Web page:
She was laughing, and something compelled her to embrace him with an ecstatic enthusiasm, palming the sides of his head and planting a kiss on the Colonel’s face that approached an act of violence. He was surprised enough to almost drop the bottle and the glasses. She forgot everything about Geoff that she didn’t like, and with a loud voice close to a yell, declared, “I love you, Launch Commander!”
“Shut up!” he shouted. “Calm down!” he added, now laughing as he removed the vodka to the relative safety on her desk. “You do?”
“Not usually, but I do right now!” she admitted, laughing too.
“You’d better learn to. It’ll be three hundred sixty days before we clear the solar system and you take charge. For a year, I will be your one and only God.”
“And for that year, I will be asleep,” she demurred warmly. She sat down at the desk, closed the embedded monitor, and tried to take it all in. On the edge of her awareness, one of her favorite songs was playing, centered around a familiar one-string riff.
“A year,” he muttered. “It was eighty days just to go to Titan. What’s four and a half times Hell?”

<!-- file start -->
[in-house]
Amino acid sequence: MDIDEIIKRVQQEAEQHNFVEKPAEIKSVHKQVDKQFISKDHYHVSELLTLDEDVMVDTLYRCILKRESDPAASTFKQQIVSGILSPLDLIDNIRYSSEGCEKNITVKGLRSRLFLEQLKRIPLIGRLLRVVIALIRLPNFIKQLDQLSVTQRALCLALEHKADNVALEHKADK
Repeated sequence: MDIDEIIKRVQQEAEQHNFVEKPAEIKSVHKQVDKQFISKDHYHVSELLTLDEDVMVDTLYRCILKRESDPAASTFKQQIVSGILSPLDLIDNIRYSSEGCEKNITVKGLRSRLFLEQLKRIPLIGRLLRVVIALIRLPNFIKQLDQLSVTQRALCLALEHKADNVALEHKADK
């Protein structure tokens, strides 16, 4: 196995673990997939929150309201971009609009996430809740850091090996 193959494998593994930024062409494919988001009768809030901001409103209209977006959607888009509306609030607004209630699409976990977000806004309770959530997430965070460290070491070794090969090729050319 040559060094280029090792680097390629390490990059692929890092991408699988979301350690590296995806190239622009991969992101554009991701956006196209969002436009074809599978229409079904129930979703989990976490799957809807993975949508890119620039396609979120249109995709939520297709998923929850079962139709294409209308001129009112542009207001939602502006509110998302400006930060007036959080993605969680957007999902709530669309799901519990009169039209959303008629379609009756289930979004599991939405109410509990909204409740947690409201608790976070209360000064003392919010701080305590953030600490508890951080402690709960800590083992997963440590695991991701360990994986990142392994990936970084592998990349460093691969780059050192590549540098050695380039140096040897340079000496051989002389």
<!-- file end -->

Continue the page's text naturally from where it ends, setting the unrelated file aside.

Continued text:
She raised her eyebrows in reproach. “You volunteered for the job, didn’t you?”
“First extrasolar mission in history, Swas?” he asked with a wide grin. “Hell yes, I volunteered. I’m the only one who could handle it.”
She laughed with a bit of scoff, as he twisted open the bottle; she turned back to the window.
“It really is a pretty city from here,” he remarked.
She considered, and said, “Pretty city from anywhere, Geoffrey.”
“Nah. Too many people,” he replied, sitting across from her. “Are you going to miss it, Swas?”
“Home,” he clarified, pouring a shot into each glass.
“Do you think there’ll be people where we’re going? Cities?”
She thought about it. “I think I hope so.”
“You don’t know whether you hope or not?”
“No, I don’t.”
He thought about this for a moment, and decided, “That’s wise.” He chuckled to himself, and said, “I don’t hope, I just wonder. No, that’s not accurate—I worry.”
“What a surprise,” she said with a smirk.
He returned her expression, but continued undeterred. “First twenty floors of this building are a mall where a million people used to live. Salud,” he interjected, and he downed his drink. She hesitated, but followed suit, and he growled on. “God knows where they are now. Out in Ghandi Park, maybe. Maybe some other place. But not here. Not in the city. When we get to Alpha Cen, you figure we’re going to move whoever we find there too?”